Continue Reading <i>Alice v. CLS</i>: More Questions Than Answers

By: Robert R. Sachs

On January 31, 2014, Fenwick & West and the Center for the Protection of Intellectual Property (CPIP) at George Mason University School of Law held a roundtable on Patentable Subject Matter at Fenwick’s Silicon Valley office. 

Our approach to this roundtable was different from the typical conference or roundtable on patent eligibility. As I have made clear in other posts, the question of patent eligibility reaches outside of the strict confines of the courtroom, the Patent Office and the patent statute; it is intimately grounded in science and philosophy, in the nature of human creativity and in the types of things that can be said to be the subject of human creation. In particular, the fundamental questions of patent eligibility—what is a law of nature, an abstract idea, or a natural phenomena—are questions that are ancient in origin, and that have been addressed in considerable detail outside the boundaries of the law.  

Accordingly, in addition to the usual suspects, such as law professors and patent practitioners, we included in our roundtable experts in a number of extra-judicial disciplines. Mark Turner, professor of Cognitive Science at Case Western Reserve University, is one of the leading theorists and researchers in studying the nature of human cognition, and one of the originators of the theory of Conceptual Blending, which describes how we combine abstractions from different domains to understand and imagine. Gregory Salmieri, visiting fellow in Philosophy at Boston University, provided insights on the historical and analytical issues underlying abstract ideas and laws of nature. Ted Brown, Emeritus Professor of Chemistry at University of Illinois at Urbana-Champaign, discussed the role of metaphor in scientific thinking, and how chemists and physicists think about laws of nature. Steve Rosenberg, Ph.D., Chief Scientific Officer at CardioDx, and an inventor on over 20 patents, brought his expertise in biochemistry and genetics to bear on these topics as well.

Our academic contingent included Adam Mossoff, Mark Schultz, Matthew Barblan, co-directors of CPIP; Kristin Osenga, professor of law at University of Richmond School of Law, with expertise in the role of linguistics in patent law; Christopher Holman, professor of law at University of Missouri-Kansas City, who has extensive experience in biochemistry and molecular biology; Andrew Chin, professor of law at the University of North Carolina, a specialist in the mathematical considerations under debate; and Saurabh Vishnubhakat, post-doctoral associate at Duke Law School and an expert advisor to the USPTO on patent policy.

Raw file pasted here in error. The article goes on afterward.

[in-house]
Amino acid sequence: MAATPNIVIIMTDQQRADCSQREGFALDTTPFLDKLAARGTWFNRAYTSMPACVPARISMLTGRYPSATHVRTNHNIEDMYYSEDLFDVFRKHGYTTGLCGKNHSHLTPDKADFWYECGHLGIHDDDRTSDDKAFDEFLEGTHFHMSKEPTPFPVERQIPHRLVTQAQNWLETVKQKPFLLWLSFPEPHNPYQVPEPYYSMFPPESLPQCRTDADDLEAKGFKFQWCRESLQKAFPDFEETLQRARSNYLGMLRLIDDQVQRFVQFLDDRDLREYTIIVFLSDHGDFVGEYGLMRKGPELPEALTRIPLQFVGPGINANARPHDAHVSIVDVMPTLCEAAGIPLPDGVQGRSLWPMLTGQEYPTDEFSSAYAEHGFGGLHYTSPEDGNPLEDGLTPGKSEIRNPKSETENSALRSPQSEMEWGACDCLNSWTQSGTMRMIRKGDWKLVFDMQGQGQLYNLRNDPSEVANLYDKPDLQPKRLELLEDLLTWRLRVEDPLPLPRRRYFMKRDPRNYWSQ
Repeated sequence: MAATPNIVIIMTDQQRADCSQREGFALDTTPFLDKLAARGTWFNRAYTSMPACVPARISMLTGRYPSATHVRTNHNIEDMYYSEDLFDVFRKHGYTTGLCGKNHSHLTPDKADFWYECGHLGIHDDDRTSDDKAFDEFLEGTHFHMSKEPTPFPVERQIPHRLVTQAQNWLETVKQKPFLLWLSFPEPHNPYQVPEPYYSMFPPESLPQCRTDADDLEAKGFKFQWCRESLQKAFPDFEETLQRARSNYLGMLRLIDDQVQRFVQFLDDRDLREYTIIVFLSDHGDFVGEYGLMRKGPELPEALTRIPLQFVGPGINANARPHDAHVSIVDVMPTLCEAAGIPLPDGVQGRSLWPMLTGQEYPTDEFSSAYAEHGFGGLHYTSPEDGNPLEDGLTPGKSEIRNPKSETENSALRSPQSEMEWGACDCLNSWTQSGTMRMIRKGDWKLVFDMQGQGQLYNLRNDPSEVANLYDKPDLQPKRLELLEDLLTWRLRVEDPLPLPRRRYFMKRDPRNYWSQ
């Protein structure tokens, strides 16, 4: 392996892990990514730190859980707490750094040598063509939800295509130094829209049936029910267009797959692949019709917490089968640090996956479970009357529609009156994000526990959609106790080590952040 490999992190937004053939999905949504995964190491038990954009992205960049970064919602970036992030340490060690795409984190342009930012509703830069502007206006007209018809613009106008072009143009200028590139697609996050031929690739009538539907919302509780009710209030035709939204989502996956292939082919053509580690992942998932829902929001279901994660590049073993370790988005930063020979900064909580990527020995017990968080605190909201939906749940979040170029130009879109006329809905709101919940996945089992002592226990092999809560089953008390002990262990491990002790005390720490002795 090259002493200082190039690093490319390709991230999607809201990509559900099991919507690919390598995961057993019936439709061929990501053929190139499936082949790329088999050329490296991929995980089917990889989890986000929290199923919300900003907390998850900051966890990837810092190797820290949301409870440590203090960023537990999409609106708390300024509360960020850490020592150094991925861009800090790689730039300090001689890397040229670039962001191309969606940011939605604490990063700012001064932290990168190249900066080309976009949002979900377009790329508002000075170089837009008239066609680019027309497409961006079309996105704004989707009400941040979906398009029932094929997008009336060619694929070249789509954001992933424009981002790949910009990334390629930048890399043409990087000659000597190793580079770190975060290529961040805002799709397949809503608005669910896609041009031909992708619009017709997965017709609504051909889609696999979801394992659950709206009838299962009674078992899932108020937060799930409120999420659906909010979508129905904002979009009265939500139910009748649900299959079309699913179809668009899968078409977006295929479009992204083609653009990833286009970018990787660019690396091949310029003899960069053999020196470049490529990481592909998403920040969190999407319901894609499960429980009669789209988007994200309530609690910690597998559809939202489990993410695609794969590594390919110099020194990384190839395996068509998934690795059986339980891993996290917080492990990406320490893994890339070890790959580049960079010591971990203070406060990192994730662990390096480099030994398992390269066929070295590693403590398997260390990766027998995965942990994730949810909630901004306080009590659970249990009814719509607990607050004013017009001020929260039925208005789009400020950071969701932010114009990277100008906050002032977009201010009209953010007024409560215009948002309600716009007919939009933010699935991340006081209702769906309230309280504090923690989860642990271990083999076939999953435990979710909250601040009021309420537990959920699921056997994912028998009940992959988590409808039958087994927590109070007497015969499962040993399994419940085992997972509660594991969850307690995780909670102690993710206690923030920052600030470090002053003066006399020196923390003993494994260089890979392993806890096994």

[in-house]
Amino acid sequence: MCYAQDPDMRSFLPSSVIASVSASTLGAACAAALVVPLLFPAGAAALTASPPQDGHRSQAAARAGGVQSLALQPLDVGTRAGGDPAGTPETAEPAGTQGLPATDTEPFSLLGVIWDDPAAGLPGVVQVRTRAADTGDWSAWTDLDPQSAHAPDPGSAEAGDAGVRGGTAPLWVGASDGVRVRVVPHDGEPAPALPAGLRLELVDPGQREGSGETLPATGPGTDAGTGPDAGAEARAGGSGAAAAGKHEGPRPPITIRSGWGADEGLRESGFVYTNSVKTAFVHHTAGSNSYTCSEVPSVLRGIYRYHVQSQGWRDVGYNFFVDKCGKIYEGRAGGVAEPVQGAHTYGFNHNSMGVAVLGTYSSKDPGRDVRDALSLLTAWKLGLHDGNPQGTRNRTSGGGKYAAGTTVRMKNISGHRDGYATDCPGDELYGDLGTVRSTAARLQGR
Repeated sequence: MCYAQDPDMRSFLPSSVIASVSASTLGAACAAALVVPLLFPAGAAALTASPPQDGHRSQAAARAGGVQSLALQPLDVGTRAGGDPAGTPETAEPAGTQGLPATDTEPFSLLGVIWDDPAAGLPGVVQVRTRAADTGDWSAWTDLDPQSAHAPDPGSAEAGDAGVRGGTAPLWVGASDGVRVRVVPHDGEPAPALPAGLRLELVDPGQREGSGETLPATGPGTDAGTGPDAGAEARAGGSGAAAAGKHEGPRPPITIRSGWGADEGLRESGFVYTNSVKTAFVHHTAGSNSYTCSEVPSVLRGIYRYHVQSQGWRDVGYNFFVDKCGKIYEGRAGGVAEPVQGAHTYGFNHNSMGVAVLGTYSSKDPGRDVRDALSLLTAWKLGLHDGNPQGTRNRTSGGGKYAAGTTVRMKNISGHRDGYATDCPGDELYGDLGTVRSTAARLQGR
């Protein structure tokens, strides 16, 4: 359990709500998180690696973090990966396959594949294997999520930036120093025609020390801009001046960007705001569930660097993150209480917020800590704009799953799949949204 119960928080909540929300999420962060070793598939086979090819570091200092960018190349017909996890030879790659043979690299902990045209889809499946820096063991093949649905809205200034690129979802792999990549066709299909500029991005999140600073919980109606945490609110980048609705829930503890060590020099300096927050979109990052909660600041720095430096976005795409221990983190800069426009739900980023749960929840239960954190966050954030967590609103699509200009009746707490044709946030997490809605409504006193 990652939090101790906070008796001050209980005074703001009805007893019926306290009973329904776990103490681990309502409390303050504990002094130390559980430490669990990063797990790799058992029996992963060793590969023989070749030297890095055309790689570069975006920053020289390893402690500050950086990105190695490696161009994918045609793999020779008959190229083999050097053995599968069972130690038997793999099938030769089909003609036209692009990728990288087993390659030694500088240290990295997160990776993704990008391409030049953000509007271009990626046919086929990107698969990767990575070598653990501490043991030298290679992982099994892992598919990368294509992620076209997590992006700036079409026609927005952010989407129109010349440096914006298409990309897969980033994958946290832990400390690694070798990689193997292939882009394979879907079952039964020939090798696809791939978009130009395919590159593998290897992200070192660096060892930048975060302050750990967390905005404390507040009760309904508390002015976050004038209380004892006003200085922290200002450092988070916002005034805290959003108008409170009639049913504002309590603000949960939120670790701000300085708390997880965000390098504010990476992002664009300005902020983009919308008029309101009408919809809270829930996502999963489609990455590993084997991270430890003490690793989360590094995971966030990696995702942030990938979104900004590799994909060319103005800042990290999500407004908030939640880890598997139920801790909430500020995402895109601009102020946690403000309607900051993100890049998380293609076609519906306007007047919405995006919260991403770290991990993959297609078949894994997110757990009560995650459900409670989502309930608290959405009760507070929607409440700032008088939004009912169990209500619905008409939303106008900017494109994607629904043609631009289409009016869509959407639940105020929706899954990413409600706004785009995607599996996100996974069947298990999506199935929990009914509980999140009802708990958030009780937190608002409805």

Our practitioners included myself, Courtney Brinckerhoff, partner at Foley & Lardner LLP, an expert in biotechnology patent issues and James Calkins, Vice President and Global Head of Patent Support at Sanofi (and former clerk to J. Giles Rich of the Federal Circuit), who explained the impact that the uncertainty in patent eligibility has on investments by companies in biotech innovations.

We will publish a white paper on the roundtable shortly. 

By: Robert R. Sachs, Daniel R. Brownstone

Last week, we filed two amicus briefs with the Supreme Court in Alice Corp. v. CLS Bank, one on behalf of Advanced Biological Laboratories (ABL), and one for Ronald M. Benrey (Benrey). It goes without saying that this is the bellwether case for the patent eligibility of software. The question presented by the Court and the parties was whether claims to computer-implemented inventions—including claims to systems and machines, processes and items of manufacture—are directed to patent-eligible subject matter within the meaning of 35 U.S.C. § 101 as interpreted by this Court.

Our two briefs focused on different aspects of the issue. The ABL brief set forth a new framework for patent eligibility called “objective preemption.” The core thesis is that patent eligibility is a question of law, but must be predicated on objective analysis based on POSITA, the person of ordinary skill in the art. This conforms the analysis to how obviousness is determined, a question of law based on the Graham factors, as well as claim construction, enablement, written description and doctrine of equivalents infringement. In all of these, POSITA is used to ground the analysis in objective factors, not the subjective beliefs of the Court based on what it had for breakfast. The brief explains how POSITA would be used to understand the scope of the claim, and whether the claim preempts all practical applications of some abstract idea. The brief concludes by showing that Alice’s claims, which were held invalid by the district court and the Federal Circuit, are valid under objective preemption.

The Benrey brief is more narrowly focused. Benrey is the author of Understanding Digital Computers (1964). This book was cited by the Solicitor General to the Supreme Court in Gottschalk v. Benson in support of the proposition that computers perform mental steps like humans. This became a core principle over the years and persists today; Judge Lourie of the Federal Circuit has repeatedly stated it as a fact and continues to use it to invalidate software patents. The problem is that Benrey never suggested that computers in fact operate like human minds.  Benrey’s brief explains that he was quoted out of context, that computers do not perform mental steps, and that mathematical formulas are not scientific truths per se as apparently believed by the Court. Benrey’s brief goes on to explain that the mental steps doctrine was extended to computers only on the basis of this misunderstanding of the nature of computers and mathematics. It further shows that the notion that general purpose computers cannot impart patent eligibility is scientifically unsound, based on the work of Alan Turing.